For many Highlands parents of high school seniors, these are hold-your-breath days—the time of year when college acceptance letters begin showing up in Highlands mailboxes. If all goes well, after settling on a school, next comes tackling the array of decisions that follow. Chief among them: where he or she will live. Many parents tend to take the common course, assuming that a college dorm is automatically the best answer—but a college’s room-and-board plan is actually only one of the possibilities. In fact, it may not be the best financial, social or developmental choice for parent or student. Renting a house can be an intriguing alternative. Here are three of the reasons why some Highlands parents decide a home rental makes more sense:
Sharing a home rental is often significantly less expensive than renting an apartment—or even a dorm room. Prices vary, but it’s more than possible to end up paying as much as $4,500 per semester for student housing. If your student lives on campus during the summer, fall and spring terms, that would create a $13,500 bill for the year’s housing (the equivalent of paying more than $1,000 in rent per month). Considering that most dorm rooms are tiny, that translates into a much higher cost per square foot than does a shared home rental.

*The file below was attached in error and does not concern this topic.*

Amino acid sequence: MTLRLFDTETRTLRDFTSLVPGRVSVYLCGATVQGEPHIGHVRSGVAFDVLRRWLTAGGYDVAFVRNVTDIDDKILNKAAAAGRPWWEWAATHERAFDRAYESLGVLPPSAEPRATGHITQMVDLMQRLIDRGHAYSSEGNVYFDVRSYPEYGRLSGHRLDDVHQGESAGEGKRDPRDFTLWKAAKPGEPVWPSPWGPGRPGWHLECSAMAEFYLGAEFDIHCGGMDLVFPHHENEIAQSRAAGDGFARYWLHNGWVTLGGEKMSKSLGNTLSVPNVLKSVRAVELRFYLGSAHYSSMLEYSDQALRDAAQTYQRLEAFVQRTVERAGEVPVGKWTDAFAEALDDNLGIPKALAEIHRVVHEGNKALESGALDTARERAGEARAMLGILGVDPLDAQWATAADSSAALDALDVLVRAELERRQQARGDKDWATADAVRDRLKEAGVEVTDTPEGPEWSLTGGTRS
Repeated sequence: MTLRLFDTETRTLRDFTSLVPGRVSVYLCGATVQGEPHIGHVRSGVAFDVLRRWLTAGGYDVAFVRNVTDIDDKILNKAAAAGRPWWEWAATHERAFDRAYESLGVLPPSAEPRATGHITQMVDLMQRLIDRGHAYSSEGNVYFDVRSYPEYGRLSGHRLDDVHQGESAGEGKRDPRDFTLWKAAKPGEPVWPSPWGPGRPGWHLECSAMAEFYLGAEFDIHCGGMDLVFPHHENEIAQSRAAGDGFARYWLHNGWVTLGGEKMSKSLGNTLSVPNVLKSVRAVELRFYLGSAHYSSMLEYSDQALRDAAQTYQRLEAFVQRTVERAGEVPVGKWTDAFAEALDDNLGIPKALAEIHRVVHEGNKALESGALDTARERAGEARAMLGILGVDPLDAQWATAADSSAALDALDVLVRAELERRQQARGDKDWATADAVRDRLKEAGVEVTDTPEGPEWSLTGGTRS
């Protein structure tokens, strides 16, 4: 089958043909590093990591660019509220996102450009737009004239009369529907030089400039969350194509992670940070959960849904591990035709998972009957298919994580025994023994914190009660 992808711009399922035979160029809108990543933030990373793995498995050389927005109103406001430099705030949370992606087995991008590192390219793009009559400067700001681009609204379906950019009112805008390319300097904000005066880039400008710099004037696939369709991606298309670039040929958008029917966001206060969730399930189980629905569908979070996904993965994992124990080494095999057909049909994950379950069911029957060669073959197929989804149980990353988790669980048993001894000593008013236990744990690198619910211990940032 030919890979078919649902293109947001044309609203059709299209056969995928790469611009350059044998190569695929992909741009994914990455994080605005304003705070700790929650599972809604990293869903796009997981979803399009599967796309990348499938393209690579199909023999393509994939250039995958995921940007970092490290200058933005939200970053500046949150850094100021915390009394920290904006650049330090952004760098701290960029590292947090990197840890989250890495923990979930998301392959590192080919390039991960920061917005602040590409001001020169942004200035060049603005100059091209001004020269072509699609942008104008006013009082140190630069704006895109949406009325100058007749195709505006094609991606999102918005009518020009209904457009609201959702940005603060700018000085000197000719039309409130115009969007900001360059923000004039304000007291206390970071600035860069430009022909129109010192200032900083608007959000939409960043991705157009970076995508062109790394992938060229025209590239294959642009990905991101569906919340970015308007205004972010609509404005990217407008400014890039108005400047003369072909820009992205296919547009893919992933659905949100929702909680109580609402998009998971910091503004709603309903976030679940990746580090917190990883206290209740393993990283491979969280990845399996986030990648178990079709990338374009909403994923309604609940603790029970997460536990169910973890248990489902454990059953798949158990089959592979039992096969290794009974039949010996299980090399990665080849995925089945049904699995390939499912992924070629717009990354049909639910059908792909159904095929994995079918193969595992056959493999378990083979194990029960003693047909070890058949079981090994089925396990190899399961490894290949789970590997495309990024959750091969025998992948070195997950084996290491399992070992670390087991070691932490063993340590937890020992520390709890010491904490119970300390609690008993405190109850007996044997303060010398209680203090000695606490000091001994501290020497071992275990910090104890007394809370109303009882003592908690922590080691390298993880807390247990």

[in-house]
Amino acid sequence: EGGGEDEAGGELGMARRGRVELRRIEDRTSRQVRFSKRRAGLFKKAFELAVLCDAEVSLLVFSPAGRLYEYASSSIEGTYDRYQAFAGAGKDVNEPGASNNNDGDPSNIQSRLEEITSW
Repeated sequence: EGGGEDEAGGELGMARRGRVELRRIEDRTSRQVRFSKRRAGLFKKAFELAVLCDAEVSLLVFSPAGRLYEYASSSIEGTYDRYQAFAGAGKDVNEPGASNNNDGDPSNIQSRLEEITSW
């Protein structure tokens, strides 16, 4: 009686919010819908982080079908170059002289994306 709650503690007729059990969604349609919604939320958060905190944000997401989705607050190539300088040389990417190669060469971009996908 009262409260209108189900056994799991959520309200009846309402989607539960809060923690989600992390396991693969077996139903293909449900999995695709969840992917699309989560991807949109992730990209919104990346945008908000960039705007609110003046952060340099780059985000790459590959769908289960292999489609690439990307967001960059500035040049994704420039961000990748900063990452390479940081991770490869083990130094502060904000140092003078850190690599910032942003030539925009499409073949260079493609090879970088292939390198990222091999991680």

Renting even a one-bedroom home near campus can give your child more space and quiet time to study without interference from fire alarm-pulling pranksters or noisy roommates. Every student is different, and having a place to escape the hustle and bustle of campus life can provide some kids with the extra focus they’ll need for success.
When students live in crowded dorms, many parents worry that they are more likely to catch colds or other communicable diseases. Being packed into a dorm with hundreds of people who may or may not behave responsibly is a dire way to view dorm life, but that is some parents’ view. When their child lives on his or her own or teams with a select group of roommates, some parents breathe easier.
With a home rental, any student will learn more about responsible adulthood than when campus authorities assume parental-like responsibility for day-to-day living. Students who are on their own may be wholly or partially enrolled in school cafeteria programs, or may learn to shop for and prepare their own meals. Household and maintenance chores will be theirs to handle, rather than being the province of college employees. In that way, a college home rental can serve almost as a youngster’s “starter home.” They will graduate from college with a rental history, self-sufficiency skills, and home stewardship experience that will prepare him or her to better care for their own home later in life.
Of course, it’s not universally the best answer to the student housing problem: every institution and child combination are different, and different youngsters respond to independence and responsibility in differing ways. But if you haven’t thought about the possibility, it could be worth looking into.
If I can help with a referral to a rental agency—or if you’d like to consider buying—do give me a call!